High School Ball

i am a sophmore in high school and i pitch around 80 consistently so i was wondering how much more velocity i have to gain before i graduate and what is the average speed for a sophmore

According to Webball (Index of /) the player norms as reported by coaches indicate that a 15-17 yr old throws around 80mph and an 18 yr old throws around 87mph. Again, these are norms as submitted by others, so how official or scientific the numbers are is anybody’s guess.

  1. Accuracy
  2. Movement
  3. Velocity

It will help you to ‘ring the bell’ but you must be accurate and have at least some ability to put movement on the ball. Here is a link from a former scout on what they are looking for in pitchers (and every other position for that matter). Oddly, there hasn’t been much discussion on this forum about pitchers having the right ‘stuff’ or ability to handle pressure and pitch smart.

http://www.attheyard.com/AskTheExperts/article_8.shtml

You are right, Jon’s Dad. I keep breaking my cardinal rule about pitching…it’s location, location, location and change of speed. If you have a 70mph change up, your 80mph fastball looks a heck of a lot faster…and if you can put it where you want it, then it’s hard to hit.

i know control is very important but i think that velocity is down played. I see no draft picks that an 80mph fastball.It takes velocity too.

80 mph is very good for a sophmore. You are right where you need to be

Im a Juinor in Highschool. I throw around 75, but I also throw a splitter, change, and a decent curve. Im not an overpowering pitcher you see, but my ‘junk’ gets me the ground out, and the pop out. I read a post earlier about having to have velocity? My dad has taught me that it goes in this order, Location, movement, and then velocity. This is just my oppinion, and I’ll use a friend of mine from school for example. I would rather have control, than an overpowering fastball. My friend throws around 85, he is a juinor too. He strikes out a lot of people, but he also gives up the free base, which led to a 10-3 loss for us. I threw my junk, and got us out with a 5-1 win. When high heat hits a hot bat, it leaves the yard in a hurry. BTW, in 27 innings. I’ve had 21 k’s, and 4 walks.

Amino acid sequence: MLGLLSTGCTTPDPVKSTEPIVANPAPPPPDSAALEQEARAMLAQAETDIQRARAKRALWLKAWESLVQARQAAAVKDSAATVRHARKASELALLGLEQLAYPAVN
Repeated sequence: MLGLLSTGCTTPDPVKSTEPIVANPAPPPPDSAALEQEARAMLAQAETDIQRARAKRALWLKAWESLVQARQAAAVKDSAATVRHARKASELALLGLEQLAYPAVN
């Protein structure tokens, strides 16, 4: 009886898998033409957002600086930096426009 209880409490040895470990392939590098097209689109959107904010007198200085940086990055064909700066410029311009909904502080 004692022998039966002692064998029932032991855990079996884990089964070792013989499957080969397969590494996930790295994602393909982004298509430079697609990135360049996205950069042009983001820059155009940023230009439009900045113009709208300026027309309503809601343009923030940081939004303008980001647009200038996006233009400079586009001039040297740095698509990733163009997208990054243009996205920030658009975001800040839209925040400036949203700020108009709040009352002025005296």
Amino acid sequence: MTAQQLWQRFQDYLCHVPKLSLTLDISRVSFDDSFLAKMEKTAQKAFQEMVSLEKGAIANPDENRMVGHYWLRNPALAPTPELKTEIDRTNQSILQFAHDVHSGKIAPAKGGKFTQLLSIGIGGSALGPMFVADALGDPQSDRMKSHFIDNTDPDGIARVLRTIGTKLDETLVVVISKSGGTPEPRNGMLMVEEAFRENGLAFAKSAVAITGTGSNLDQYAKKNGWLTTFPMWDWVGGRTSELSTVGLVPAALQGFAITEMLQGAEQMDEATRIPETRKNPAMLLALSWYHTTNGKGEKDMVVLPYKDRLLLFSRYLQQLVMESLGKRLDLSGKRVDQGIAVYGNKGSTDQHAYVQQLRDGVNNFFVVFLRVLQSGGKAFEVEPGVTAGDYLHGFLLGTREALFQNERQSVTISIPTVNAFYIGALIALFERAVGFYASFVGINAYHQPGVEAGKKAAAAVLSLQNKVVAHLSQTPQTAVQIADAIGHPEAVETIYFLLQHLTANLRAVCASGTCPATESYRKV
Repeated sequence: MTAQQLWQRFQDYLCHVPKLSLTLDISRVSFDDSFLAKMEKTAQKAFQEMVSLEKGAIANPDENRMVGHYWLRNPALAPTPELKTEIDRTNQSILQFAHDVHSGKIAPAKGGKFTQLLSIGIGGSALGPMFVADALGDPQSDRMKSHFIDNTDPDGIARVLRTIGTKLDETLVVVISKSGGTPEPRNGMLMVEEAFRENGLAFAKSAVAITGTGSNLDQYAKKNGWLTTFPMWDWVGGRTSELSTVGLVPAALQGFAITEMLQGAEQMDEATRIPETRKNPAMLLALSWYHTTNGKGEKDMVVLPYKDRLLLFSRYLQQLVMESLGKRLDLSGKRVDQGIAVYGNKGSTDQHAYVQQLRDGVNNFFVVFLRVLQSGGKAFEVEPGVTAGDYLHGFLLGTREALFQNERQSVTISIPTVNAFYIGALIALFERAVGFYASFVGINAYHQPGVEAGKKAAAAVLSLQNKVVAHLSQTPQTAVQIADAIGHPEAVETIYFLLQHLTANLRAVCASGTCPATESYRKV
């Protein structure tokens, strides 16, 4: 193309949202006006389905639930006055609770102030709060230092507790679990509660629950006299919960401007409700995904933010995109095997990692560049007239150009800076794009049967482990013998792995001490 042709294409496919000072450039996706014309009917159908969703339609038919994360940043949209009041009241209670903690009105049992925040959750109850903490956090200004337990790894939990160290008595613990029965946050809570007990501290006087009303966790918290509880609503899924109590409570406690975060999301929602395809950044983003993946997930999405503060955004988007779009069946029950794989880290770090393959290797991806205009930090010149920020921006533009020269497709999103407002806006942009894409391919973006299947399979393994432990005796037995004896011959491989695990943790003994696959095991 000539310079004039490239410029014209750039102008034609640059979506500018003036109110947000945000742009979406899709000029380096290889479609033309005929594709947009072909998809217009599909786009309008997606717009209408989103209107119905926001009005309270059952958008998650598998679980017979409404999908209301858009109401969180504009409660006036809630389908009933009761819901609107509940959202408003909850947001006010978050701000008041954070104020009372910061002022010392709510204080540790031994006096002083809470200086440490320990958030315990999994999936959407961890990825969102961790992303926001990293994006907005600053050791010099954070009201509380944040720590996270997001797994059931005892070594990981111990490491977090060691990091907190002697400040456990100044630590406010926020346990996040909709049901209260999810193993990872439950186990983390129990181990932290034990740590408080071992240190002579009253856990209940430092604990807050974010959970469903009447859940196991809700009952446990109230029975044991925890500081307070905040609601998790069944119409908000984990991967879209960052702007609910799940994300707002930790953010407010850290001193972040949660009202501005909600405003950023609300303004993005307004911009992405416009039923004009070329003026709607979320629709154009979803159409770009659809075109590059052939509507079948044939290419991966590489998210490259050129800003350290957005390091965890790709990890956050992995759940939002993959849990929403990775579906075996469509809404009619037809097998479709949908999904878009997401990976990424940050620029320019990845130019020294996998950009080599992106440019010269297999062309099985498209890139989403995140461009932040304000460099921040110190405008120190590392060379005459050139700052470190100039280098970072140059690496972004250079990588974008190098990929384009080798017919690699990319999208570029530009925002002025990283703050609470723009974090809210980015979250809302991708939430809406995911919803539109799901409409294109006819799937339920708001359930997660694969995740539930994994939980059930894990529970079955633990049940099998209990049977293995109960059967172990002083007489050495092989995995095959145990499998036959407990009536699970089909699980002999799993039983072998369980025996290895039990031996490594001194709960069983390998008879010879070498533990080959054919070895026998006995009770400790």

i was just implying that velocity should not be over looked…You think Ryan,Clemens,Martinez,Schilling and the list goes on and on would be as effective throwing low to mid 80’s…grant it some velocity does come with time I am just saying it is something to work for.

The database I gathered suggests that depending on age, a HS sophmore heading towards being a top HS pitcher would cruise somewhere between 78 and 81 mph. Top speed would be about 4 mph faster. A typical HS sophmore would cruise between 74 and 77 with top speed once again being about 4 mph faster.

Typically the pitchers would gain another 5 to 8 mph between their sophmore and senior seasons. Everybody is different so these are very general and shouldn’t be taken to apply to any one person.

80 MPH is slightly above average for a sophomore in HS. It is definitely above the normal curve and I would be pretty happy to see you in my pitching staff. More important than the 80 MPH is how the force is generated. Being a sophomore, you have to be around 15-16 years old. You are either pretty strong or have good arm action. We have a sophomore who throws 80 MPH and weighs 129lbs. He has great arm action, but does not have the body to use in fully yet. Will he ever get it? That is the big question and one that may be facing you. If you throw 80 MPH now there is no guarantee that you will be able to throw 86-88 MPH by your senior year. Remember the simple formula of:

   [b]Force = mass X acceleration[/b]

What are you doing to increase your mass and acceleration? Do you keep track of your body weight and body fat? Do you lift weights? Do you work with plyometrics? Are you throwing weighted balls? All of these factors will answer the question of whether you’ll reach 90 MPH by the time you are a senior. Check out this website and look at all the workouts available. Do not waste time, you have a great start!

ds15 is right —> 80 mph is very good for a sophmore.

I agree, 80 mph is very good for a sophomore. There were 2 kids last year that were sophomores that threw around 80 in my school. 1 pitched varsity and the other had good enuf stuff to pitch varsity, but wasn’t mentally ready. Just remember you need more than a fastball.